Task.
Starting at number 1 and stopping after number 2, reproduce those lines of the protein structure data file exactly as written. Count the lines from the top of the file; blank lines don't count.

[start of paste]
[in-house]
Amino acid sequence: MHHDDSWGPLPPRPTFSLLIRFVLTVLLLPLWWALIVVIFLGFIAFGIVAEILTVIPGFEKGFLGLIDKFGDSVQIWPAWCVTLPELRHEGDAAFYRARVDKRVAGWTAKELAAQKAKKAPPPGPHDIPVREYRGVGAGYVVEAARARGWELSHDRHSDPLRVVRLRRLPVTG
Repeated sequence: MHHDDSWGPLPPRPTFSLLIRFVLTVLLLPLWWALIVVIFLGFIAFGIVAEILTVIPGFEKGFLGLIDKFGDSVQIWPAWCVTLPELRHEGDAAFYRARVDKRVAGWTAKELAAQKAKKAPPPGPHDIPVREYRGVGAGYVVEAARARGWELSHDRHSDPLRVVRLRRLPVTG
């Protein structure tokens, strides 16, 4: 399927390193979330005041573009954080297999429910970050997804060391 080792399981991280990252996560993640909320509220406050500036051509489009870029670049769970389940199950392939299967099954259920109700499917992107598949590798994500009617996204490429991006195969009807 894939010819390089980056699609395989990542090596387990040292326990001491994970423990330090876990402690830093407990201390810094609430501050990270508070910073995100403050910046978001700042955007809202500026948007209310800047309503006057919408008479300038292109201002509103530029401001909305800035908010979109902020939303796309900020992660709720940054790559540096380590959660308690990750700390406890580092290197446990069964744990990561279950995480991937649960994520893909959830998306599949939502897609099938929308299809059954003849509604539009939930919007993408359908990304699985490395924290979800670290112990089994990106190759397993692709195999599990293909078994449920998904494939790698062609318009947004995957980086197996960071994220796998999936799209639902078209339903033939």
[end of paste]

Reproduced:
[in-house]
Amino acid sequence: MHHDDSWGPLPPRPTFSLLIRFVLTVLLLPLWWALIVVIFLGFIAFGIVAEILTVIPGFEKGFLGLIDKFGDSVQIWPAWCVTLPELRHEGDAAFYRARVDKRVAGWTAKELAAQKAKKAPPPGPHDIPVREYRGVGAGYVVEAARARGWELSHDRHSDPLRVVRLRRLPVTG